Updated January 20, 2019
First-time DUI Offense and Driver’s License Suspension: What You Should Know
The costs and consequences that you can expect will happen for a conviction of a first DUI offense, or refusing to take a breath or blood test can include an expensive fine with a jail sentence, as well as a lengthy suspension or permanent revocation of your drivers license.
- Minimum Sentences for a 1st Offense DUI or Refusing to Provide a Breath Test Sample
- What to Expect for the Total Cost of a First DUI and What Ramifications Happen to Your License
- What Happens With First Offense Drug-impaired DUI Drivers
- New First Offense Drunk and Drugged Driving Laws Have Gotten Tougher
- How First-Time DUI Offense and Driver’s License Suspension Punishments Are Avoided Under The Law
It is essential that you get legal help immediately to limit the negative impact a DUI or DWI related charge can have on you or your family’s lives. You need to know what to say and do while in police custody, as well as afterwards for how soon and when you can get your drivers license and car back.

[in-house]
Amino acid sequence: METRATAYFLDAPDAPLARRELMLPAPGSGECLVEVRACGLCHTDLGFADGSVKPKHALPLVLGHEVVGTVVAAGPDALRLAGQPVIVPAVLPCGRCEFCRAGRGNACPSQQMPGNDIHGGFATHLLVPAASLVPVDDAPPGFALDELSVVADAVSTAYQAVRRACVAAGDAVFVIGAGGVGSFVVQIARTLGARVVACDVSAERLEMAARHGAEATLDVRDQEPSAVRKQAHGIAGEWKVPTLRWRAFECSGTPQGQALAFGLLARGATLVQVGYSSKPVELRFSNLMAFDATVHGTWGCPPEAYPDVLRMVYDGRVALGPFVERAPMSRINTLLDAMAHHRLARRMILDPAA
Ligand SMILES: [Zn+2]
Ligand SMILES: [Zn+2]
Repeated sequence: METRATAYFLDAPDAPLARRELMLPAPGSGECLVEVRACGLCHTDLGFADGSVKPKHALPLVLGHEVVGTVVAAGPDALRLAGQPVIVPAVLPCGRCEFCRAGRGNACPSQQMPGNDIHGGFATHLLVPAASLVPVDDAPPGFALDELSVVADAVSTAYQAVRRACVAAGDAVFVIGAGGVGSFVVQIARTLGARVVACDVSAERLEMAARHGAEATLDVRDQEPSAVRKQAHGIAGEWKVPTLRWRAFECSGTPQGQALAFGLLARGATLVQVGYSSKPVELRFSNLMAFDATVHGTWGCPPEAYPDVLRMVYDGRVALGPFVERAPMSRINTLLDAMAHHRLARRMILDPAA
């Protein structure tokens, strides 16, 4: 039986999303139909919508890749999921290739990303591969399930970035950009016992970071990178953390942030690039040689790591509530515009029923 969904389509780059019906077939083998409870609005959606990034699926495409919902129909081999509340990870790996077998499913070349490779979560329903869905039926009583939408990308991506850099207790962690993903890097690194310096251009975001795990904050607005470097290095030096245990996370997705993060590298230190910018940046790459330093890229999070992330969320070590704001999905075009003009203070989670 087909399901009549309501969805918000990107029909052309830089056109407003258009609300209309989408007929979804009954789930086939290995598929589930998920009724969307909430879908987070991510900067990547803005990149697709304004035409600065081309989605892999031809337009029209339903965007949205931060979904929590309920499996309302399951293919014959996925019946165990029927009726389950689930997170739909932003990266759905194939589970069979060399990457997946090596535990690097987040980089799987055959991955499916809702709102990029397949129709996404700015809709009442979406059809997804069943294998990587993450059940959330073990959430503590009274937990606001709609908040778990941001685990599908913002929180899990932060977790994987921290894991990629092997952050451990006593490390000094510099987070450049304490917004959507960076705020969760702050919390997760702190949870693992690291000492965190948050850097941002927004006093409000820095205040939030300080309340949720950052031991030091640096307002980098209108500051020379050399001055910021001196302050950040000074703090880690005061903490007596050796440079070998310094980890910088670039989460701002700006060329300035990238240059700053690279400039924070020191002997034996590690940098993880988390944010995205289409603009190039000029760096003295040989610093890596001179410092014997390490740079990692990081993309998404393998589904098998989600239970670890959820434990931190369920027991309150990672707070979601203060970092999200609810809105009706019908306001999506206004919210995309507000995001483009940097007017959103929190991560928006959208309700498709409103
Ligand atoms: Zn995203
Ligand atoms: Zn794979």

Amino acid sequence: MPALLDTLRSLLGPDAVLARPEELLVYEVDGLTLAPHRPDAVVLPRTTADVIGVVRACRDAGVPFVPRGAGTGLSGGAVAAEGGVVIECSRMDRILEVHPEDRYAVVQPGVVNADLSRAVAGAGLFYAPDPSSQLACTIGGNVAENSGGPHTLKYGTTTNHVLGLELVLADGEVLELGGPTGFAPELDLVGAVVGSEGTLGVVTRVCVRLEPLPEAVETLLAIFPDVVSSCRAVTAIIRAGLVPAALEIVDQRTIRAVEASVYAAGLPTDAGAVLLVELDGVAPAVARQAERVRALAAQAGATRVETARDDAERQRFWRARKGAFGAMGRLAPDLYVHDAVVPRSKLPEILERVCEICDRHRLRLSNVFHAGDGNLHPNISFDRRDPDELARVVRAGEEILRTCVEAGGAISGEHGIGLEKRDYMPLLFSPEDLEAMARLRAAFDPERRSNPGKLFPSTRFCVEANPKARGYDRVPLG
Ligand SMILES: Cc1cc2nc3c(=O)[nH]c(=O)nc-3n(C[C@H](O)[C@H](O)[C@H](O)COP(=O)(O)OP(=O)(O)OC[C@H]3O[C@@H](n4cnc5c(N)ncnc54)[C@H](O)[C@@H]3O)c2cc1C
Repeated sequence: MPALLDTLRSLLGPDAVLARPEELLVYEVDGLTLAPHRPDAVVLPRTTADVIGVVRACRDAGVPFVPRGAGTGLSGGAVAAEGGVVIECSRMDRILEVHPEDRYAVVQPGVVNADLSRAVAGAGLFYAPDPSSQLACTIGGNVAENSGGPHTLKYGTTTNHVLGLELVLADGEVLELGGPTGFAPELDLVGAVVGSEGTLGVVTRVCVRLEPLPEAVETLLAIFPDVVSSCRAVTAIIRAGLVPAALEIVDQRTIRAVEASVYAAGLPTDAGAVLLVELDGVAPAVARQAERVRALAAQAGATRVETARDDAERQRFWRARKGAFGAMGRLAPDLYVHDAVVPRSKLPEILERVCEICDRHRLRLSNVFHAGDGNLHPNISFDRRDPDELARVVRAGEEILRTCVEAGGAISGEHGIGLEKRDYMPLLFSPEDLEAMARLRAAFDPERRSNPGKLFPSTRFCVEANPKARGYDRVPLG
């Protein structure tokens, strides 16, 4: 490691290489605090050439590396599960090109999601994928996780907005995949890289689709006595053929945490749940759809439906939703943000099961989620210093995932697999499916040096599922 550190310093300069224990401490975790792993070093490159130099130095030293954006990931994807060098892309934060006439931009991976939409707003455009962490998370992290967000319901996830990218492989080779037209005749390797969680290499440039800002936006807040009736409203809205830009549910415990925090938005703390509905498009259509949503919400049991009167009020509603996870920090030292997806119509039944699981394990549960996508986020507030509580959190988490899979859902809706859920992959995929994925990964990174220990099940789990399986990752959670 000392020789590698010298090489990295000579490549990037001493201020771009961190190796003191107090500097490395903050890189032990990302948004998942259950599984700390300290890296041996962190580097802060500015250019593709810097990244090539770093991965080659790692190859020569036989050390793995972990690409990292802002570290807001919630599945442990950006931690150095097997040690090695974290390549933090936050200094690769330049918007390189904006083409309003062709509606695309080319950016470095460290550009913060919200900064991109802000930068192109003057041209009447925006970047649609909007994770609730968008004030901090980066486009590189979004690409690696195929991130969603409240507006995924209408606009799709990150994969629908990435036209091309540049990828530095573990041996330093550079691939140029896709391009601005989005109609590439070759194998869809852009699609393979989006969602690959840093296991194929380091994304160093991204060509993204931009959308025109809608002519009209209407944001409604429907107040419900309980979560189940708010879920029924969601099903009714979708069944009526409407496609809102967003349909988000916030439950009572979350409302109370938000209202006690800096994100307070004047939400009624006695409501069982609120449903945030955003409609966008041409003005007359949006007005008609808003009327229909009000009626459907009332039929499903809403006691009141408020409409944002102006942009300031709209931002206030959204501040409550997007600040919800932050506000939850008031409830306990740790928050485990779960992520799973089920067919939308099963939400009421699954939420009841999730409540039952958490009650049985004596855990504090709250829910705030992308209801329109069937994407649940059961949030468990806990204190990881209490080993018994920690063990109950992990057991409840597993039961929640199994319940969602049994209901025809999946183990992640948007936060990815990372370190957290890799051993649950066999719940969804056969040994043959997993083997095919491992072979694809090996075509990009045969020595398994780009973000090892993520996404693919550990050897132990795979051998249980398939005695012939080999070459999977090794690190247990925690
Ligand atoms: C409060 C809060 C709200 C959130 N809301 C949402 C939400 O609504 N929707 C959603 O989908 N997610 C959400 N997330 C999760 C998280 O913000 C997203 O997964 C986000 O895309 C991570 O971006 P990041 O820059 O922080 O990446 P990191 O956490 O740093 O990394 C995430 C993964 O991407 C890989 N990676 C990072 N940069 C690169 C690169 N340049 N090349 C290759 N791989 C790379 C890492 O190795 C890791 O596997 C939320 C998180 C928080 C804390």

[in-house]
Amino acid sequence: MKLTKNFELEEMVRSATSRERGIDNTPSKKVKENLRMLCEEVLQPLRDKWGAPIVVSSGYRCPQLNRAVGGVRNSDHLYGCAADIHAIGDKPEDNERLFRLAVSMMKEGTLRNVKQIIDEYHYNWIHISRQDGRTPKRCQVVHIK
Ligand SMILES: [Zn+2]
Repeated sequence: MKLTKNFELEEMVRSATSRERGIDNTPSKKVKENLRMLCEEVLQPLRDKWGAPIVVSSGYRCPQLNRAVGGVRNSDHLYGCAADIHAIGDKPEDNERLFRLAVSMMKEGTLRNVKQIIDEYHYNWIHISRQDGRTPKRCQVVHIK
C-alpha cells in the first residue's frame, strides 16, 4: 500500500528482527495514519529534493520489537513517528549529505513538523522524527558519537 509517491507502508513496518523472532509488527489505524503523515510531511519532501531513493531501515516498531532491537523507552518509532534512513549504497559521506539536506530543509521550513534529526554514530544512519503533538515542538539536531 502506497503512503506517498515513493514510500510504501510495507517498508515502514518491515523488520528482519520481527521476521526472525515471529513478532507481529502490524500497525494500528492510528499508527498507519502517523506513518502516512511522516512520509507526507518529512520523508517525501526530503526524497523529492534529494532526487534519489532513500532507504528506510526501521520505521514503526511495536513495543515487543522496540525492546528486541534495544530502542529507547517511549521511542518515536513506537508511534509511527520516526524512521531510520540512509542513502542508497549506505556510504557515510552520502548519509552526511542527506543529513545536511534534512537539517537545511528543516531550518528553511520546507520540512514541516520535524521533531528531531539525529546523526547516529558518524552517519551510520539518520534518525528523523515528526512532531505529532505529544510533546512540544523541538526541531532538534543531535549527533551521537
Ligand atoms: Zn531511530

There are also arrest factors we can review as well as other important information that may get charges dropped or dismissed, which in turn can drastically affect the DUI license suspension length of time. No matter what action you decide to take next, always remember that only a lawyer can provide you with the proper legal advice when confronted with a drunk or drugged driving charge. Please do not hesitate to contact us so we can inform you of your best defense options based on what happened leading up to the arrest.
Minimum Sentences for a 1st Offense DUI or Refusing to Provide a Breath Test Sample
There are new laws in place that determine the minimum first-time offender sentence that happens for driving under the influence of alcohol or intoxicated by drugs in every state. The exact ramifications will always depend on the details of the charge, and if there is any prior record for similar criminal offenses. Many winning defenses for a DUI refusal can be made, and a refusal to submit to an alcohol test can result in an acquittal in court.
For a person without any previous criminal history or record who is convicted of a DUI or DWI charge, the average minimum penalty to expect in most states is a $1,250.00 court fine and 6 months to 1 year driver’s license suspension.